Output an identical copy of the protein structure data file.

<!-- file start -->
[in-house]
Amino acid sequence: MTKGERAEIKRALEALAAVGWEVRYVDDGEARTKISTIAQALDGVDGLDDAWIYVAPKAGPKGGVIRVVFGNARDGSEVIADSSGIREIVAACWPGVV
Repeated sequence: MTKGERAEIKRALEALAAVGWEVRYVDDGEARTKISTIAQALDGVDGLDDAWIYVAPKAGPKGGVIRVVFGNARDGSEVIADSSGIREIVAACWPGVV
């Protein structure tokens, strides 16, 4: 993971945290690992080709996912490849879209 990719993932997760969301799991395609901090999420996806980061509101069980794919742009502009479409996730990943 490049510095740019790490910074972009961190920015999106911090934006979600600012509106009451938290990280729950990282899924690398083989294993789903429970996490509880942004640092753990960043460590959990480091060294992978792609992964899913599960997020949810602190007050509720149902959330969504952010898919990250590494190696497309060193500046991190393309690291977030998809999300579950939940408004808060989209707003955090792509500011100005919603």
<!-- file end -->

[in-house]
Amino acid sequence: MTKGERAEIKRALEALAAVGWEVRYVDDGEARTKISTIAQALDGVDGLDDAWIYVAPKAGPKGGVIRVVFGNARDGSEVIADSSGIREIVAACWPGVV
Repeated sequence: MTKGERAEIKRALEALAAVGWEVRYVDDGEARTKISTIAQALDGVDGLDDAWIYVAPKAGPKGGVIRVVFGNARDGSEVIADSSGIREIVAACWPGVV
């Protein structure tokens, strides 16, 4: 993971945290690992080709996912490849879209 990719993932997760969301799991395609901090999420996806980061509101069980794919742009502009479409996730990943 490049510095740019790490910074972009961190920015999106911090934006979600600012509106009451938290990280729950990282899924690398083989294993789903429970996490509880942004640092753990960043460590959990480091060294992978792609992964899913599960997020949810602190007050509720149902959330969504952010898919990250590494190696497309060193500046991190393309690291977030998809999300579950939940408004808060989209707003955090792509500011100005919603």